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Does Qualstar Corporation’s (NASDAQ:QBAK) ROCE Reflect Well On The Business?

Simply Wall St

Today we'll evaluate Qualstar Corporation (NASDAQ:QBAK) to determine whether it could have potential as an investment idea. To be precise, we'll consider its Return On Capital Employed (ROCE), as that will inform our view of the quality of the business.

First, we'll go over how we calculate ROCE. Second, we'll look at its ROCE compared to similar companies. Then we'll determine how its current liabilities are affecting its ROCE.

What is Return On Capital Employed (ROCE)?

ROCE is a measure of a company's yearly pre-tax profit (its return), relative to the capital employed in the business. Generally speaking a higher ROCE is better. In brief, it is a useful tool, but it is not without drawbacks. Renowned investment researcher Michael Mauboussin has suggested that a high ROCE can indicate that 'one dollar invested in the company generates value of more than one dollar'.

So, How Do We Calculate ROCE?

The formula for calculating the return on capital employed is:

Return on Capital Employed = Earnings Before Interest and Tax (EBIT) ÷ (Total Assets - Current Liabilities)

Or for Qualstar:

0.094 = US$725k ÷ (US$11m - US$2.9m) (Based on the trailing twelve months to June 2019.)

So, Qualstar has an ROCE of 9.4%.

See our latest analysis for Qualstar

Is Qualstar's ROCE Good?

ROCE can be useful when making comparisons, such as between similar companies. Using our data, Qualstar's ROCE appears to be around the 9.4% average of the Tech industry. Setting aside the industry comparison for now, Qualstar's ROCE is mediocre in absolute terms, considering the risk of investing in stocks versus the safety of a bank account. It is possible that there are more rewarding investments out there.

Qualstar reported an ROCE of 9.4% -- better than 3 years ago, when the company didn't make a profit. That implies the business has been improving. You can click on the image below to see (in greater detail) how Qualstar's past growth compares to other companies.

NasdaqCM:QBAK Past Revenue and Net Income, September 20th 2019

When considering ROCE, bear in mind that it reflects the past and does not necessarily predict the future. ROCE can be deceptive for cyclical businesses, as returns can look incredible in boom times, and terribly low in downturns. ROCE is, after all, simply a snap shot of a single year. How cyclical is Qualstar? You can see for yourself by looking at this free graph of past earnings, revenue and cash flow.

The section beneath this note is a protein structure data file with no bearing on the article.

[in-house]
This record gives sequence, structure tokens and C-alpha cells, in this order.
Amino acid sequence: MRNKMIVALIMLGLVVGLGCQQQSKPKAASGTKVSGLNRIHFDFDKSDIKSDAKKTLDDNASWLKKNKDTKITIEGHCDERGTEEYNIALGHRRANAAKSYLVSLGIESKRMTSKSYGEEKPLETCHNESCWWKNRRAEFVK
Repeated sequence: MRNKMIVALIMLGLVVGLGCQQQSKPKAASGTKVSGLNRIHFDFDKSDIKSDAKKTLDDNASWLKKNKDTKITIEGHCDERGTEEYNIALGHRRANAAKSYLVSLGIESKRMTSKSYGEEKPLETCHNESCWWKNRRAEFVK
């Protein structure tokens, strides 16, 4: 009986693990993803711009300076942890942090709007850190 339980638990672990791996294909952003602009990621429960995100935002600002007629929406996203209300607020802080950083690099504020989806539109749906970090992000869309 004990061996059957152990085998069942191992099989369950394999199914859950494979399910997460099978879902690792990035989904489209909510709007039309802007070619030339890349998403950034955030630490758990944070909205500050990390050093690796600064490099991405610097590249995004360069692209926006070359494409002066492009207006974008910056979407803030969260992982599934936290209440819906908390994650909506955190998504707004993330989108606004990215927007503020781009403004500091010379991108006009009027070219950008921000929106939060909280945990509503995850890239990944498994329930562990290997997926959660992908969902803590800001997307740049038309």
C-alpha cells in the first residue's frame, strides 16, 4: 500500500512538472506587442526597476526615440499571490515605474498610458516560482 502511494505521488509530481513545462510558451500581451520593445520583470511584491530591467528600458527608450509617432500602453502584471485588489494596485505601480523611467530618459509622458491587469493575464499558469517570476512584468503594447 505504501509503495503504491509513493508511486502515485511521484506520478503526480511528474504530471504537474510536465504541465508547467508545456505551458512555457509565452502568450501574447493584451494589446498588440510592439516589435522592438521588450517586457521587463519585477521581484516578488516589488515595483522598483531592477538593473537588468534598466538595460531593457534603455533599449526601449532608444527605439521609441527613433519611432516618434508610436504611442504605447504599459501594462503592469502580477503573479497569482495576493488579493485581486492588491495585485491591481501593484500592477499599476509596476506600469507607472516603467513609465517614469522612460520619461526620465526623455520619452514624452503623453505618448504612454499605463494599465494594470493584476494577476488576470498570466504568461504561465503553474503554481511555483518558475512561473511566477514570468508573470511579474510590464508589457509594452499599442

Qualstar's Current Liabilities And Their Impact On Its ROCE

Short term (or current) liabilities, are things like supplier invoices, overdrafts, or tax bills that need to be paid within 12 months. The ROCE equation subtracts current liabilities from capital employed, so a company with a lot of current liabilities appears to have less capital employed, and a higher ROCE than otherwise. To counteract this, we check if a company has high current liabilities, relative to its total assets.

Qualstar has total assets of US$11m and current liabilities of US$2.9m. Therefore its current liabilities are equivalent to approximately 28% of its total assets. It is good to see a restrained amount of current liabilities, as this limits the effect on ROCE.

What We Can Learn From Qualstar's ROCE

With that in mind, we're not overly impressed with Qualstar's ROCE, so it may not be the most appealing prospect. Of course, you might also be able to find a better stock than Qualstar. So you may wish to see this free collection of other companies that have grown earnings strongly.

If you like to buy stocks alongside management, then you might just love this free list of companies. (Hint: insiders have been buying them).

We aim to bring you long-term focused research analysis driven by fundamental data. Note that our analysis may not factor in the latest price-sensitive company announcements or qualitative material.

If you spot an error that warrants correction, please contact the editor at editorial-team@simplywallst.com. This article by Simply Wall St is general in nature. It does not constitute a recommendation to buy or sell any stock, and does not take account of your objectives, or your financial situation. Simply Wall St has no position in the stocks mentioned. Thank you for reading.